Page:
Microsoft is also planning to introduce support for Progressive Web Apps (PWAs) in the Windows Store in a future version of Windows 10. PWAs are similar to HWAs but support a set of HTML5 standards that blur the lines between web apps and locally installed software. Unlike how Google Chrome allows users to run PWAs, Microsoft will require users install PWAs from the Windows Store.
The issue of whether developers will submit their PWAs to the Windows Store is a sticking point, so Microsoft plans to automatically trawl the Internet for suitable PWAs and package them automatically for store submission. PWAs could pose security similar threats as HWAs.
For more information on Progressive Web Apps in Windows 10, see Microsoft Adding Support for Progressive Web Apps in Windows 10 on Petri.
Block Untrusted Windows Store Apps
Application stores are a good idea and you can even create your own private store using Windows Store for Business. If you want to be sure that Windows stays secure in your organization, it is best to use application whitelisting to restrict which Windows Store apps users can run or block access to the public store completely.
See Windows Store for Business on Petri for more information on how to configure your own organizational store.
Microsoft removed the ability to block access to the Windows Store using a Group Policy setting in Windows 10 Professional version 1511. The store app can still be blocked in Windows 10 Enterprise and Education SKUs using AppLocker or by enabling the Turn off the Store application Group Policy setting under Computer Configuration > Administrative Templates > Windows Components > Store.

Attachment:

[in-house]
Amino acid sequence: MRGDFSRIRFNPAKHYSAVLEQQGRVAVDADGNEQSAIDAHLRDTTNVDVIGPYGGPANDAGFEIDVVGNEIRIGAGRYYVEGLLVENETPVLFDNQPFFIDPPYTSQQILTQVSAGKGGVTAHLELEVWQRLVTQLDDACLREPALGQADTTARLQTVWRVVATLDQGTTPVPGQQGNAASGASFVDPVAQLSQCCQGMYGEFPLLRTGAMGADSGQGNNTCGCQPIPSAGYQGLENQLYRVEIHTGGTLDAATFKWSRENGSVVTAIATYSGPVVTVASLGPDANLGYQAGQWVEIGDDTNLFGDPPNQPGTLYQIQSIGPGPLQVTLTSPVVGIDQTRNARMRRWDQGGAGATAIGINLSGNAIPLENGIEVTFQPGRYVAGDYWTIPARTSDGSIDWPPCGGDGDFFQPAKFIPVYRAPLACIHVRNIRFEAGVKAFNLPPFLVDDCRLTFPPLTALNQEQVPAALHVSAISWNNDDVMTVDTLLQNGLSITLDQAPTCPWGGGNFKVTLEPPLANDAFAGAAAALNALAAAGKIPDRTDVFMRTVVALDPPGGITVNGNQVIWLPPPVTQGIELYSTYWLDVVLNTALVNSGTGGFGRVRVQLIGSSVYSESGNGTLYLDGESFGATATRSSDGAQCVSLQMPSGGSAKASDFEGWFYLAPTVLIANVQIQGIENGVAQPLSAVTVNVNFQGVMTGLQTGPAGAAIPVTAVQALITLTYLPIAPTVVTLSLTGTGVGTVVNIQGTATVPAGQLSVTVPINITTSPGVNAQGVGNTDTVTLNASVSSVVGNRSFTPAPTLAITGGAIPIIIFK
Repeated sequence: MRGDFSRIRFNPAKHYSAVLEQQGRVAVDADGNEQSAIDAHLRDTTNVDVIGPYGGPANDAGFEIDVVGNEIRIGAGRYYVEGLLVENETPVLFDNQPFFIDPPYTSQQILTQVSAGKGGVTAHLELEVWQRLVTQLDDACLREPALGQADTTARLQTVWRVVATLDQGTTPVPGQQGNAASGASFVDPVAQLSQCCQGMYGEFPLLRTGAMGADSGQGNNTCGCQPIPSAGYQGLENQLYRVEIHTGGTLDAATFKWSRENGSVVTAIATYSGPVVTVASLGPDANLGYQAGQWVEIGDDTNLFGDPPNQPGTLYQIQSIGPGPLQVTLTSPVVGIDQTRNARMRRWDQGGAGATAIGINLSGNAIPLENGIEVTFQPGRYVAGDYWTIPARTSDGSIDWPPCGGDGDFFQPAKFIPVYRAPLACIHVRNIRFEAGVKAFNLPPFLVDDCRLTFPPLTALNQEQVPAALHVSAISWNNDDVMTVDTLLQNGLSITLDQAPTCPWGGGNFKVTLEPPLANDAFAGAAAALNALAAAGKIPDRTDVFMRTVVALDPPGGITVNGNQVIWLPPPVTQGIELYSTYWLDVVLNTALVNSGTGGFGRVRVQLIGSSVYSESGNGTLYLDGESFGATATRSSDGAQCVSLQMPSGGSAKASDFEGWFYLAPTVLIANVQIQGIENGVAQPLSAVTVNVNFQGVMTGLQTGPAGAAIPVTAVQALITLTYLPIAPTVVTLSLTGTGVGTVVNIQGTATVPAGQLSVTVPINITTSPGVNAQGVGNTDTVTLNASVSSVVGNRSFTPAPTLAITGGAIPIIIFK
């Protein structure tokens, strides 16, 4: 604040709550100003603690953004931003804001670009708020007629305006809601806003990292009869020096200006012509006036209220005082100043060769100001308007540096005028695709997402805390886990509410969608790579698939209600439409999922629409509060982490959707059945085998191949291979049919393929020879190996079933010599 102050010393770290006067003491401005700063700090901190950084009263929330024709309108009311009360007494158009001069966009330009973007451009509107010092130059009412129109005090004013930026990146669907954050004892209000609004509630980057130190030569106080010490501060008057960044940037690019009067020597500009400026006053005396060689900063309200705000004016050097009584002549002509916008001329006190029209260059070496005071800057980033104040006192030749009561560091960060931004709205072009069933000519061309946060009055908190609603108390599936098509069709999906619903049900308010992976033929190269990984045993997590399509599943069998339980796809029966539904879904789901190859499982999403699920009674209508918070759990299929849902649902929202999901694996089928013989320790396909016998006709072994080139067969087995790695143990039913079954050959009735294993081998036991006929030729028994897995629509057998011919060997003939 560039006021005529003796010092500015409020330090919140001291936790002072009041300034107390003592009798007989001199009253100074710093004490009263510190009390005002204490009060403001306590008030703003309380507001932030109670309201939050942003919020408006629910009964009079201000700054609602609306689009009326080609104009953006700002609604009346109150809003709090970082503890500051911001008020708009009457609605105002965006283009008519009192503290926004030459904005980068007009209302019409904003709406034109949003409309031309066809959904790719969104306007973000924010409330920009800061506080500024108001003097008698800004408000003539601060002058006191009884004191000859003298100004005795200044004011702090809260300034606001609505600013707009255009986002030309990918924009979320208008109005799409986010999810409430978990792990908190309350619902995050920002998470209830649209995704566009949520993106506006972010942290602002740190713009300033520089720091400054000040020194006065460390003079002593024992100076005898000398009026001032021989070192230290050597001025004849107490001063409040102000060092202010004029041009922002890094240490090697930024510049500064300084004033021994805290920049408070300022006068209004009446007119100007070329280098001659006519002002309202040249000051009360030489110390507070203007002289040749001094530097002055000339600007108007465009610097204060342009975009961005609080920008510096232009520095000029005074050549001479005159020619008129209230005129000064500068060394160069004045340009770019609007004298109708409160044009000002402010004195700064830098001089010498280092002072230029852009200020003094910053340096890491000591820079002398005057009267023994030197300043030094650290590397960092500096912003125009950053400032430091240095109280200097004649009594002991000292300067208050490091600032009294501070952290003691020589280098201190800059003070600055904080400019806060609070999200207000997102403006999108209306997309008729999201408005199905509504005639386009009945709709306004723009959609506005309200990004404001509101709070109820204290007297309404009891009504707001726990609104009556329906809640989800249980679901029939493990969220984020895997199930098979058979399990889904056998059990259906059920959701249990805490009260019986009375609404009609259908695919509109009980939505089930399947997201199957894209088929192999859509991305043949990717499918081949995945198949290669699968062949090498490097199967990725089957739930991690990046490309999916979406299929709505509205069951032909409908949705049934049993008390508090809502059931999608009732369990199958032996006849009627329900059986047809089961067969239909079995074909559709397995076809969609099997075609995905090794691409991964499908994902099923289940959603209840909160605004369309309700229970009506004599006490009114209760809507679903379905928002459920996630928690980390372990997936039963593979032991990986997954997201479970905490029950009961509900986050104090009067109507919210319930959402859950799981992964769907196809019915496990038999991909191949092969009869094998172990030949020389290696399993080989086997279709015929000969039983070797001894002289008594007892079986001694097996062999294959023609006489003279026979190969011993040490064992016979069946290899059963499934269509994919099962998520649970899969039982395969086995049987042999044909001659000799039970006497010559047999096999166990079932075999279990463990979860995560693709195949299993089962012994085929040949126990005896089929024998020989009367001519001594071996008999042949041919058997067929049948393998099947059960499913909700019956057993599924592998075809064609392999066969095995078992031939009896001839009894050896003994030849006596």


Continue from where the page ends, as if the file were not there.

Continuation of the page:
If you do not want to block access to Windows Store but would like to control which apps users can run, create an AppLocker whitelist of approved applications. Don’t forget that Windows 10 includes some default Windows Store apps, like Settings and Microsoft Edge, so you will need to examine which apps are installed on your systems by default and include them in your whitelist.
The risks associated with Windows Store apps can also be reduced by enabling AppLocker or Device Guard to enforce a whitelist of trusted win32 apps, scripts, and Windows Installer files. AppLocker and Device Guard are only available in the Enterprise and Education SKUs of Windows 10.
The Windows 10 Creators Update includes a setting that restricts users to install only apps from the Windows Store. You can turn on this setting by enabling Configure App install Control in Group Policy under Computer Configuration > Administrative Templates > Windows Components > Windows Defender SmartScreen > Explorer. The setting can also be managed by users with administrative privileges if it hasn’t been configured using Group Policy, in the Settings app under Apps and features. Windows 10 S is also limited to Edge and Windows Store apps.
In this Ask the Admin, I talked about why you should control which Windows Store apps users can install and discussed some controls that can be used to restrict access to the store.
Follow Russell on Twitter @smithrussell.